Local sounds are an essential element of the installation, with voices by Rita Eustáquio, Luís Eustáquio and Catarina Carneiro de Sousa, and with sound capture and editing by Takio Ra. Wander near the tree people, and you might hear phrases in English and presumably in Portuguese: “Mom?” “Mom, it’s dusty,” “There are no monsters,” and so on. The cocoons, which also emit sounds, are functional as well, providing an opportunity to curl up in protected spaces. (As with the avatars, you may need to get fairly close to the cocoons to enter them.) Shown here is Penumbra‘s default windlight texture — London 2026 — a hazy brown.
Above the ground level, the intimate gallery space at Berg by Nordan Art hosts the exhibit of works by Huckleberry Hax, lacrimioare, meaning “Lily” in Romanian (images above and below). These minimal but gorgeous photographs — subtitled “The new absence of someone loved” and, surprisingly, the first shown by Huckleberry in a gallery setting — explore contrasts in color, light and shadow. Both installations will remain on display through March, when the curators plan for some substantial changes in the Berg by Nordan Art presentation series.
On display at the Surreal Tower Gallery, curated by Juliette SurrealDreaming, is I am not, an exhibition of photographic images and a three-dimension sculpture by Norton Lykin. (The gallery’s navigation system can be a challenge — simply use the teleport at the landing point and select The Clouds Room.) “Reflecting on nature, love, perception and cognition,” says the artist, “I see clearly that what we perceive as reality, is a flux depending on our ideas, histories and conditioning, that the present moment feeds us with all kind of possible realities. Throughout this there is one stable, factor, love, which can take us through everything, love of this being, which in its imperfection is perfect, wholesome.” Whether the images explore this theme is difficult to say, but each photo is a distinctive expression; the installation design, with recurring visual motifs, helps unify the show. Each of the images as well as a companion book are available for purchase. The exhibition will continue on display indefinitely, and visitors might also enjoy visiting Norton’s own exhibition space, the Impermanence Light House Art Gallery (read here).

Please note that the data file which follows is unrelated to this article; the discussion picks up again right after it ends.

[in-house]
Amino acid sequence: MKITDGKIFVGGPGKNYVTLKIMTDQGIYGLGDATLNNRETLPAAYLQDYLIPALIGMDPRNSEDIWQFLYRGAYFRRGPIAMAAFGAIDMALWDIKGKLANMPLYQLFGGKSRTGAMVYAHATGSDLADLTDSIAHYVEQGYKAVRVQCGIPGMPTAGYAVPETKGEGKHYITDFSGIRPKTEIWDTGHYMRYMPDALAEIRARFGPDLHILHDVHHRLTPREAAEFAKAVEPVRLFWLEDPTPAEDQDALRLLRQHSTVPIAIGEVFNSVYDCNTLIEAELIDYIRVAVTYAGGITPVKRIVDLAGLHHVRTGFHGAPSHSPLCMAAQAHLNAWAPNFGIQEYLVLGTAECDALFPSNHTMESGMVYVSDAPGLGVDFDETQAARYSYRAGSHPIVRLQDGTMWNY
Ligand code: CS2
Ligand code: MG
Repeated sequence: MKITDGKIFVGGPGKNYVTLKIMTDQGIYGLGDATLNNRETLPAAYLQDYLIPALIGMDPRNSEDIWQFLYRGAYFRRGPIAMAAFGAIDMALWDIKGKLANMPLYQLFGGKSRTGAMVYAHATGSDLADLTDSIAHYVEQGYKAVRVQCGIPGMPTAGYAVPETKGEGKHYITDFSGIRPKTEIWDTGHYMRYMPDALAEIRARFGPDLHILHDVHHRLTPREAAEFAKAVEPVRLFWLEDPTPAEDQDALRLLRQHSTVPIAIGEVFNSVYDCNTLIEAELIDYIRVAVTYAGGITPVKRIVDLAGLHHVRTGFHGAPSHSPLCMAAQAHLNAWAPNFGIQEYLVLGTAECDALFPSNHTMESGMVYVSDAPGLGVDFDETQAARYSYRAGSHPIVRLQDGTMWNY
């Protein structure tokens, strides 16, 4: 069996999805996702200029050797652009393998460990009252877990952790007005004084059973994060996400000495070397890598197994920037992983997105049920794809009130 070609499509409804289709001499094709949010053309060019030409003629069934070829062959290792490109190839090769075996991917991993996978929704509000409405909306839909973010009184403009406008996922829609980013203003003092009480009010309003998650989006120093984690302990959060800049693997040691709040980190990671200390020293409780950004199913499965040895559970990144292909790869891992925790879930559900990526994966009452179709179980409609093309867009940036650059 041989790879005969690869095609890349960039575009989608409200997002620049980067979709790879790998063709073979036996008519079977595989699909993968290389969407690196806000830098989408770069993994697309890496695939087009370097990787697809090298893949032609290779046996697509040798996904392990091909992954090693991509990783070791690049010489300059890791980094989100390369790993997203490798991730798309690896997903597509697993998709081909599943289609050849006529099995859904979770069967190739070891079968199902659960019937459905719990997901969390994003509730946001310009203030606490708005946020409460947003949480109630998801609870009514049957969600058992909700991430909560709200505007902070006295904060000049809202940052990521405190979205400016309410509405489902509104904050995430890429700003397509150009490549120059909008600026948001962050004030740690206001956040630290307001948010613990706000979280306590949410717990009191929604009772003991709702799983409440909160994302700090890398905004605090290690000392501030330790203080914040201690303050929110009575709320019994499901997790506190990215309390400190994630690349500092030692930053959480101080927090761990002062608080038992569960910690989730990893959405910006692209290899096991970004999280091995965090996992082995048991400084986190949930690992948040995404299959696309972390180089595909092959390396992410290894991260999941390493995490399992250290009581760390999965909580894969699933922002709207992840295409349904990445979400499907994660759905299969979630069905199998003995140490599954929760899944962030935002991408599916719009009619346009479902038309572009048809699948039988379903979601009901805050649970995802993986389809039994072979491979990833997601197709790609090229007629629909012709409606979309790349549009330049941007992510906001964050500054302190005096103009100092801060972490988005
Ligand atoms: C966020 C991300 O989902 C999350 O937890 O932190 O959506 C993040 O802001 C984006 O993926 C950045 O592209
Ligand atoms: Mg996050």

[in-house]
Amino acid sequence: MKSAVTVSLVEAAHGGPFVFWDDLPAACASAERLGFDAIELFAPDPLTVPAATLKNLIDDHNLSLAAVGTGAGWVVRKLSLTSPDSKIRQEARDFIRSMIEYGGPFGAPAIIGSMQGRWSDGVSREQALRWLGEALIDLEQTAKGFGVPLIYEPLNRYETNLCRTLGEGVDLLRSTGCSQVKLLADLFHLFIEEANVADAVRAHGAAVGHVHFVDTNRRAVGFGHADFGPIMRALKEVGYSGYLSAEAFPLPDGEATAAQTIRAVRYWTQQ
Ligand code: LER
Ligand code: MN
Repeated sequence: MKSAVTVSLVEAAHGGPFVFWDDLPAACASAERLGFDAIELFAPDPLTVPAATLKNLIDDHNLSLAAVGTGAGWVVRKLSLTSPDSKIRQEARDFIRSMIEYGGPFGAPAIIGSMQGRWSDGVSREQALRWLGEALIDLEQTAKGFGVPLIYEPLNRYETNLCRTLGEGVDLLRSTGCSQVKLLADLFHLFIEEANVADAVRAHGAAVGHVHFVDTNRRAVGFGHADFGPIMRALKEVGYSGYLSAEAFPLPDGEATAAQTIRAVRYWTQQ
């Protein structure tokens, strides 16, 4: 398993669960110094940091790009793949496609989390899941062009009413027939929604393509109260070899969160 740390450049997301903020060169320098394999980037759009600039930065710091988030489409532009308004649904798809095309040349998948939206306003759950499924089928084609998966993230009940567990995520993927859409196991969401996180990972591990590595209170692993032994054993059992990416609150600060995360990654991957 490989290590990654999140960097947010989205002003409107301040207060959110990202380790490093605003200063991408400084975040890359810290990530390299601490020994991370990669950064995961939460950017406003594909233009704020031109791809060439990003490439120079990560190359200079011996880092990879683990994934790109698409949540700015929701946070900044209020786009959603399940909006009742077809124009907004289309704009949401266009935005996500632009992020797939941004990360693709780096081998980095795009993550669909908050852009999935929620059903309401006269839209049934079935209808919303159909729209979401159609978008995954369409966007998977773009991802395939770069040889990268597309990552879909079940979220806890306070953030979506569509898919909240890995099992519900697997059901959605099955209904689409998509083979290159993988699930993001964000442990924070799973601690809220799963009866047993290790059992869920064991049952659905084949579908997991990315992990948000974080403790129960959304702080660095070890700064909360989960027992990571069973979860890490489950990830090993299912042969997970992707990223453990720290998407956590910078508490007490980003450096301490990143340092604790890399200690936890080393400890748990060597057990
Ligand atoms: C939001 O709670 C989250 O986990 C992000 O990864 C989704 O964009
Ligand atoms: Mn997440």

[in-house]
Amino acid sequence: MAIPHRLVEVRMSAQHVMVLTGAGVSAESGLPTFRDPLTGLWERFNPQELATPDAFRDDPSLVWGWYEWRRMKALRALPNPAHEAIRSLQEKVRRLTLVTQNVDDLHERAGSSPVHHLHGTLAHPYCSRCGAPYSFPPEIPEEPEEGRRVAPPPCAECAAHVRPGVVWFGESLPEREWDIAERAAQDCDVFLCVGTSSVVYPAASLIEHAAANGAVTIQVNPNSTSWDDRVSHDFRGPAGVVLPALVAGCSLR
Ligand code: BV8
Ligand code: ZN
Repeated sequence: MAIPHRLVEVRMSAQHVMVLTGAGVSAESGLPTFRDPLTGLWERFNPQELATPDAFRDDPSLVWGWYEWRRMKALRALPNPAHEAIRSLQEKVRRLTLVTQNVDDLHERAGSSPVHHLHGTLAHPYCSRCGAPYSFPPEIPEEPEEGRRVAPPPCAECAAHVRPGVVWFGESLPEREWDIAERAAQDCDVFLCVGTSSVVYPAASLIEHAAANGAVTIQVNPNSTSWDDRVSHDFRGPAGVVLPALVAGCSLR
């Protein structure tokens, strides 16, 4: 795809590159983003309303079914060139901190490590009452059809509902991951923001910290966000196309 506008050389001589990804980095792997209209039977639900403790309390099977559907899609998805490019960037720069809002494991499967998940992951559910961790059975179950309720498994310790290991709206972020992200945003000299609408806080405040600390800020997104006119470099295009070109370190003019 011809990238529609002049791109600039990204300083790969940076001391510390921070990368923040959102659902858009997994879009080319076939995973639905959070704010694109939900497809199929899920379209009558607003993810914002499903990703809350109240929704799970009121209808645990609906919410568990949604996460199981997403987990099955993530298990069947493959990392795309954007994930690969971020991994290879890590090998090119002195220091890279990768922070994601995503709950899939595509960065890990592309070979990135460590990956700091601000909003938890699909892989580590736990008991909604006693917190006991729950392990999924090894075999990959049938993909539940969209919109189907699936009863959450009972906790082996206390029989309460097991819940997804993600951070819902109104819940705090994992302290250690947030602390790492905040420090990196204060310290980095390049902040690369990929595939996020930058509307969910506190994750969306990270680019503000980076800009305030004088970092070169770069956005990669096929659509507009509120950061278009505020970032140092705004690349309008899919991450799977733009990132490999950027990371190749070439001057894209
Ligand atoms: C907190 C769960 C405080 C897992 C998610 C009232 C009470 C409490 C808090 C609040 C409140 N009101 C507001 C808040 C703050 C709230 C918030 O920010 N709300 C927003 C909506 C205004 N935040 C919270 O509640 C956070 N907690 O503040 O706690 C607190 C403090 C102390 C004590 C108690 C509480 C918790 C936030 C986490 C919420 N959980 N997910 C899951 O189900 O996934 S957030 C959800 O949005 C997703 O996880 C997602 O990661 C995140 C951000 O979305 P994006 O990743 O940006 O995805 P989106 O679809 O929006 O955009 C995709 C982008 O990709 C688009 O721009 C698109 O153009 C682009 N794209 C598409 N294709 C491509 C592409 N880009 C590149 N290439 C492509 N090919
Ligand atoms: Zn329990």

Now open at the DiXmiX Gallery, curated by Dixmix Source, is Lucid dreams, an exhibition of photography by Miles Cantelou. Heavily processed, Miles’s images are bold, intense gestures, charged with emotion and elegantly composed. Lucid dreams will remain on display for approximately a month, and each of the photos is available for purchase. Contributions toward the support of the exhibitions are welcomed at the landing point. (Upcoming openings at the frequently-changing DiXmiX Gallery include Mistero Hifeng on January 10 and William Weaver on January 14.)
“Welcome to Mineral Ridge, a town once booming in the early 1920s,” begins the greeting at Mineral Ridge, a creation by Aiden Caudron and Norman Dobler (NormanDobler Resident). “Come explore with your friends or family this beautiful place to discover vast caves and historical sites. In 1893, Mineral Ridge was one of the top places to live in the country.”
While it looks as though the town’s few residents have attempted to keep up good appearances, the 1890s and 1920s were long ago, and things overall seem to have tumbled downhill. Relegated to the status of a tourist attraction, the location has apparently attracted a population of squatters who make due in various campsites and in the extensive caves the snake underneath the bedrock. (A flashlight handed out at the landing point might be helpful in the caves.) Roleplay is encouraged and the region is damage enabled, but visitors who wish to take in the sights are more than welcome to simply wander.
The photogenic sim is roughly divided into two parts — a residential community on the higher east side, with paved asphalt streets, and the hillier and picturesque west side, with dirt roads and a touch of trailer trash living. Explorers will find many little nooks and crannies hidden away within both areas — indeed, repeated trips to Mineral Ridge might be needed to discover all of its faded charms. Shown in these images is the sim’s default windlight settings, but others will work admirably.
“The sim took me about three weeks to finish,” says Aiden. But he had larger plans in mind, intending to eventually build three interconnected sims that would be more than scenery. “I’m trying to do something that hasn’t been done in depth before. With most sims, you go to them, you see them, teleport out after you see them, but … what if you go to this sim, you explore this sim, and whilst exploring you find new places that you missed, find new nooks and crannies in which you can find cool items. Imagine teleporting into this sim, and seeing a vast land two sims bigger than it is now, and you have to find your way from point A to point B, sort of like a maze, but in a different aspect, and along the way you’ll face dangers depending on the routes you choose to take, maybe somewhere you’ll find hidden items, (gachas, or such), and some places you’ll get trapped, or maybe lose your health. Think of it as an experience game, where each time you come you may try a different route — it could take you an hour or more to find the proper way to point B.” But this expanded venture (and even the continuation of the existing sim) depends on the support of the community. If the project sounds exciting, lend your support to Mineral Ridge at the landing point and be in touch with Aiden or Norman. (And special thanks to my partner, Kinn, for her assistance with this post.)